Paul Pontallier was rattling off some interesting statistics about Chateau Margaux. The 2000 (a great, great wine) was 13.1% natural alcohol, the 2005 13.1%, the 2009 13.2%, and the 2010, the highest ever measured, 13.5%. That is still nearly one degree less than the Pauillac first-growth of Chateau Latour at 14.4%. This blend of 90% Cabernet Sauvignon, 7% Merlot and the rest Cabernet Franc (representing only 38% of the total production) has the classic, quintessential Margaux character of spring flowers, almost cool-climate precision, medium body, and a seamless integration of tannin, wood and alcohol. The blue and black fruit characteristics are present, and the wine restrained. The most measured and polished of all the first growths I tasted, it is also less concentrated than any of the other first growths, but the elegance is classic. The harvest finished on October 15, which was not their latest by any means. This is one of the few first growths of 2010 where the tannins are remarkably delicate and sweet, and the softness of this wine will provide magical drinking at a relatively early age, yet its balance and concentration will carry it for 20 or more years. 96-98/100 points, Robert Parker.
Liquid velvet, with stunning length and a caressing mouthfeel, as layers of creamed plum, blackberry coulis and steeped blackcurrant fruit glide along, seamlessly intertwined with black tea, mulled blood orange, incense and lilac. Hints of mesquite and alder hang subtly in the background, and the structure, evident and massive, has melded wonderfully. 98 points, James Molesworth.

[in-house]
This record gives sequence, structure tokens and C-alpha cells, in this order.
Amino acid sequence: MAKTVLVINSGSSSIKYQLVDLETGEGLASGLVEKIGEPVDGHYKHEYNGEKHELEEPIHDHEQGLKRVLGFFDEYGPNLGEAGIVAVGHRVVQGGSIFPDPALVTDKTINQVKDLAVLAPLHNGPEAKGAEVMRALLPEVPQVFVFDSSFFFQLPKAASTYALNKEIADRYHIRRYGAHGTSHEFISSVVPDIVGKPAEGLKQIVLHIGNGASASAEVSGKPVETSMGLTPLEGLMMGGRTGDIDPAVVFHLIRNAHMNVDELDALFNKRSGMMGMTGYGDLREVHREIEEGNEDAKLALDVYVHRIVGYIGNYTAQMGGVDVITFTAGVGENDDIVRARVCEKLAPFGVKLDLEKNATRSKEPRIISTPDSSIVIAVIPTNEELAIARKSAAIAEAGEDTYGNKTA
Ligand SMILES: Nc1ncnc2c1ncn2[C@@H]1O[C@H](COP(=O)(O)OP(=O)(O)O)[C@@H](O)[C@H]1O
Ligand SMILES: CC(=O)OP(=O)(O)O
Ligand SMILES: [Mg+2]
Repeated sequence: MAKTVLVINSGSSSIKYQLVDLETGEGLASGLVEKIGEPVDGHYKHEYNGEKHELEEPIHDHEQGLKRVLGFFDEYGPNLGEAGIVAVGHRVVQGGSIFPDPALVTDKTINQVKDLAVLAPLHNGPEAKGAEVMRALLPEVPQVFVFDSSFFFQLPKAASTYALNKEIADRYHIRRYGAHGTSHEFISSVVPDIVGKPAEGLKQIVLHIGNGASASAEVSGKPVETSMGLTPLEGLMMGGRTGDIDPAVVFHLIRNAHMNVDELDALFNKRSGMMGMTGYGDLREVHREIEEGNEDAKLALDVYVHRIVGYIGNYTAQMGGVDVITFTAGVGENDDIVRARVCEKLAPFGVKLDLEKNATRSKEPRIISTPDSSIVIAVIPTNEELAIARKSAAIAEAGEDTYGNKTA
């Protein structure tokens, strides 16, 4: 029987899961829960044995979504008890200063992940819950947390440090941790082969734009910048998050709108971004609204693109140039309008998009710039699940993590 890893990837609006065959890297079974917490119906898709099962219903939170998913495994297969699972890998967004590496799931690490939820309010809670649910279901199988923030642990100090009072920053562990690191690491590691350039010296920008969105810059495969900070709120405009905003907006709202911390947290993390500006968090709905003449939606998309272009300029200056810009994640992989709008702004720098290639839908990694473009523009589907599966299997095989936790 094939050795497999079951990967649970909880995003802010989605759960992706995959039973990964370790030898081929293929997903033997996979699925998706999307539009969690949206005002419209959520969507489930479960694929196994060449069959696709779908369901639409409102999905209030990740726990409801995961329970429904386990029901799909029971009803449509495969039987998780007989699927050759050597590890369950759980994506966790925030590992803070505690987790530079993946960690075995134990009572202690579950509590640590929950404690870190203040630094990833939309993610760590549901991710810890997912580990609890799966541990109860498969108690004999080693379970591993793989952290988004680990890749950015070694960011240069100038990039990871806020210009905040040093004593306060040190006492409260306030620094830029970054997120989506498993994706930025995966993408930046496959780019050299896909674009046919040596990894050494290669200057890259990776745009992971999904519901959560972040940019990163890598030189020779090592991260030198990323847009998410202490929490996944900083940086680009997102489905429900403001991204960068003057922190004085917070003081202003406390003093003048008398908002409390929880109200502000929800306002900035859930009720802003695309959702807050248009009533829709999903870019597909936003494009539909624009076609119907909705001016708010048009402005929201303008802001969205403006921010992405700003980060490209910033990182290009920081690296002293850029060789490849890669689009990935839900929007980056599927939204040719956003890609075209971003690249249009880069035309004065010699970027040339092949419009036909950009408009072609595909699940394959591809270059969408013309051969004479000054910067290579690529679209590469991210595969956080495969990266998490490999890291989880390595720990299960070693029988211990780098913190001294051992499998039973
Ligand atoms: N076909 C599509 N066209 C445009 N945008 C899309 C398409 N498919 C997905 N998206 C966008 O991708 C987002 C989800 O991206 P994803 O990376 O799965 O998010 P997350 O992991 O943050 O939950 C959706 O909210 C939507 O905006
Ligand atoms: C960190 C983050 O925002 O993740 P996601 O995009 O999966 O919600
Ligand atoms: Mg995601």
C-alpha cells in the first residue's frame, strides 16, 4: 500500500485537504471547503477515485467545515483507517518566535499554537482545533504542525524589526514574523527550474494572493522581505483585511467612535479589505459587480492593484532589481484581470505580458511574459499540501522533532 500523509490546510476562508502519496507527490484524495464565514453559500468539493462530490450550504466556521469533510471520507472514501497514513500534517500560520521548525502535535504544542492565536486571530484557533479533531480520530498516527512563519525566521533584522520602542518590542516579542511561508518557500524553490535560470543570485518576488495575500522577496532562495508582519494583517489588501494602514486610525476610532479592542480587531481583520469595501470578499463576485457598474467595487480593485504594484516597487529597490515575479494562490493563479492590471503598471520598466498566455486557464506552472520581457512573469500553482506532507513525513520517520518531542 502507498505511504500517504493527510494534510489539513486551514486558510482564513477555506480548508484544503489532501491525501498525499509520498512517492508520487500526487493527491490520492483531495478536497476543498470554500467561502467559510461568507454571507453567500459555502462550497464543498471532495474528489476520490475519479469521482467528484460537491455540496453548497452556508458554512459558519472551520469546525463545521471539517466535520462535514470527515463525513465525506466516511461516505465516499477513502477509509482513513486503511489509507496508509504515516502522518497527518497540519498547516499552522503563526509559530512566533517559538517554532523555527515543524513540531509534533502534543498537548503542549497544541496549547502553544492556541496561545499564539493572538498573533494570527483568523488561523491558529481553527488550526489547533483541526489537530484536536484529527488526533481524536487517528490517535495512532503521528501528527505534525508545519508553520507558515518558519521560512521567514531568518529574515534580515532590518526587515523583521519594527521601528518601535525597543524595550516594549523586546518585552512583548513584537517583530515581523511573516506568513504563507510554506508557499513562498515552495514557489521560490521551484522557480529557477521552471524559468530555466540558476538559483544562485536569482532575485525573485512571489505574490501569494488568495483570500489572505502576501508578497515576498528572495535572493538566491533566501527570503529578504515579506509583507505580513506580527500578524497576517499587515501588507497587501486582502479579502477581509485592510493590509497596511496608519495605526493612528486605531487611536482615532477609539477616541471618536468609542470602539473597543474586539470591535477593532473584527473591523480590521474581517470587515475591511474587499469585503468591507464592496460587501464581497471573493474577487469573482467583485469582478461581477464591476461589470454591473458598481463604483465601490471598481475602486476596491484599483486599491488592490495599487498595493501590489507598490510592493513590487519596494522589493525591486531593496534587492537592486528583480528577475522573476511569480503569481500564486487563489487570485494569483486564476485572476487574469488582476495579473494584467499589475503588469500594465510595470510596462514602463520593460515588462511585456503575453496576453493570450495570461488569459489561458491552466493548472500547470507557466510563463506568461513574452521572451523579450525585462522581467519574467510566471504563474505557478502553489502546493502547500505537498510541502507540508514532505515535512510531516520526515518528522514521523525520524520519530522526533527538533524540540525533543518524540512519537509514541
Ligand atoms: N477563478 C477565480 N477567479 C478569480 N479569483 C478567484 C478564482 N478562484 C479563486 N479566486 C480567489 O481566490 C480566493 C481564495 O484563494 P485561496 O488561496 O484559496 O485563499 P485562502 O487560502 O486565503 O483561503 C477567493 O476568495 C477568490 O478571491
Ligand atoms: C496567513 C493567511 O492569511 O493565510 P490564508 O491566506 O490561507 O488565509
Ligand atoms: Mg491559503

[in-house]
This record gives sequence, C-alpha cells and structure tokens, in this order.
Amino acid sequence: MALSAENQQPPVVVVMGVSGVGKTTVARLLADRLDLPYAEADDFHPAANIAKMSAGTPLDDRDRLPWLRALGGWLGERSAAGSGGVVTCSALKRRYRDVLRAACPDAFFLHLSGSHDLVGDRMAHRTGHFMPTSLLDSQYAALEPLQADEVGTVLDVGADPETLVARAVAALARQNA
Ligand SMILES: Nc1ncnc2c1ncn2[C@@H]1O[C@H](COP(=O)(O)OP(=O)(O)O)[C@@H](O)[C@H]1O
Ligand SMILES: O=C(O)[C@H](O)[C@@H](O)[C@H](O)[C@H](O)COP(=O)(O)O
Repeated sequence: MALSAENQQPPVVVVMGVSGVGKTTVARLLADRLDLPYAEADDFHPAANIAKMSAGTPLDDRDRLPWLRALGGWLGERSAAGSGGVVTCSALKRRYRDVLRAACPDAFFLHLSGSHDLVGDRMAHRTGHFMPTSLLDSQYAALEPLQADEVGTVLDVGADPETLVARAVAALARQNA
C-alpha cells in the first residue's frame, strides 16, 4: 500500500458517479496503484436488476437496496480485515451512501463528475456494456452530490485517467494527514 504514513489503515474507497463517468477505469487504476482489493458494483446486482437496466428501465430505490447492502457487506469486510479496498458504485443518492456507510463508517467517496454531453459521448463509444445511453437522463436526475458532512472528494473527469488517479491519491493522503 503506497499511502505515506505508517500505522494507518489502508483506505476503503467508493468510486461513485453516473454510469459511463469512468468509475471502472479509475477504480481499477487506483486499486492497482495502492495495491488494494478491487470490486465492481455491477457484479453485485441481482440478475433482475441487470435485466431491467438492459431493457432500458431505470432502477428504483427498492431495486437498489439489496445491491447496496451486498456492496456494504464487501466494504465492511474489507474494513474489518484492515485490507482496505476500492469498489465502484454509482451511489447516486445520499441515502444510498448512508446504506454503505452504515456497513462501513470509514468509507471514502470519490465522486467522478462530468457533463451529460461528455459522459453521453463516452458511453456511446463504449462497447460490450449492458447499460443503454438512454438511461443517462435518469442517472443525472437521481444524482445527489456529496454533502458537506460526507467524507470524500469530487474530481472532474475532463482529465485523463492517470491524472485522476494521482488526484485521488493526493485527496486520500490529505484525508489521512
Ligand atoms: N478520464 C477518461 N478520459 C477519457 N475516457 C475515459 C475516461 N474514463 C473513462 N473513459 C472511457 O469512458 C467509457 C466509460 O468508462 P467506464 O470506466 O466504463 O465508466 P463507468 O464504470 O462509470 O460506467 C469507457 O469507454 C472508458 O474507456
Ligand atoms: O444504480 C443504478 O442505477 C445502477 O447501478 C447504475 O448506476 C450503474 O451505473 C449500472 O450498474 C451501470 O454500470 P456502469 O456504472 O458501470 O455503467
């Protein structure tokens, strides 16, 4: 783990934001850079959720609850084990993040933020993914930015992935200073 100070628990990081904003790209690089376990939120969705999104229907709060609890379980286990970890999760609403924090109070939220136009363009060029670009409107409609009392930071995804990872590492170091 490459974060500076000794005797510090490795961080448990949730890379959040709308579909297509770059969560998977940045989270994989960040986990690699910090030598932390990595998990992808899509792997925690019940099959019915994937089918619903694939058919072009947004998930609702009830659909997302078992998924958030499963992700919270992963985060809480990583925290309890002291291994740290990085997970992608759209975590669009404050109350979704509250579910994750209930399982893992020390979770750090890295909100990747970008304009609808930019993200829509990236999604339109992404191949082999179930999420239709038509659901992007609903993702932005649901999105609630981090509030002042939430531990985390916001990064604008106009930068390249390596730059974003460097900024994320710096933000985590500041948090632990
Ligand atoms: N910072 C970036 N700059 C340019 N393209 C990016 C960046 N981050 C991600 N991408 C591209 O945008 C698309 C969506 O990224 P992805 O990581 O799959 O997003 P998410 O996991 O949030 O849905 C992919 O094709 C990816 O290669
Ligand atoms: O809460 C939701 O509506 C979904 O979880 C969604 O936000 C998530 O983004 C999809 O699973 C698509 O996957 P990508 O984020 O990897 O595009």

A great wine that is just starting out. The high proportion of Cabernet Sauvignon in the blend gives the structured, blackcurrant character. Dark chocolate and layers of wood are forward, revealing how young the wine is. And then the fruit, so rich and powerful, brings deliciousness to the firm, dense structure. 98 points, Roger Voss.
Deep garnet in color, the 2010 Château Margaux features notions of minted blackcurrants, new leather and Black Forest cake with nuances of sautéed herbs, tar, underbrush and wild fungi plus a waft of cedar. Full-bodied, the palate has a rock-solid structure of firm, grainy tannins and bold freshness supporting the taut, muscular fruit, finishing long and earthy.
98+ points, Wine Advocate (March 2020)
On Bordeaux’s Left Bank, near the southern end of the Haut-Médoc, lies Margaux, one of the most celebrated villages in the world of wine. Margaux is home to Château Margaux, the revered first-growth property, as well as 20 more Grand Cru Classé estates ranked in the 1855 classification of Bordeaux. The acclaimed wine of Margaux benefits from the diverse soil types in the appellation.
In general, Margaux has a very thin layer of topsoil, and the very best vineyards, above the Gironde River, have gravelly soils that encourage deep root growth and allow for good drainage. Because of the variations in soil, Margaux wines can range from delicately flavoured to highly concentrated, from medium- to full-bodied. Yet all Margaux wines share a fragrant bouquet, silky texture and remarkable balance. Cabernet Sauvignon dominates in the wines of Margaux, as it does throughout the Left Bank, with Merlot and Cabernet Franc used in small percentages for blending. Because of their excellent aging potential, the best Margaux wines are prized by collectors.